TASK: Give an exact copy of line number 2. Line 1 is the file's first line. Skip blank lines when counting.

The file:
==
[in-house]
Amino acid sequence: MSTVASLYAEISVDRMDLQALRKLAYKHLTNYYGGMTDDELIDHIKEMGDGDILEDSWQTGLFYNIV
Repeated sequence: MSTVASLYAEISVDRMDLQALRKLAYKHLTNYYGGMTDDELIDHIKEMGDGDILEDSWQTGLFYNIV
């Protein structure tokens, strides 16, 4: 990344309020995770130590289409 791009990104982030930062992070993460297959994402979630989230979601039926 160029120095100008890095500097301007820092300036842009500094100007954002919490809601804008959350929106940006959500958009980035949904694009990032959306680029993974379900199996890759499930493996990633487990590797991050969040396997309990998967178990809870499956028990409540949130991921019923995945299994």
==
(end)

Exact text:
Amino acid sequence: MSTVASLYAEISVDRMDLQALRKLAYKHLTNYYGGMTDDELIDHIKEMGDGDILEDSWQTGLFYNIV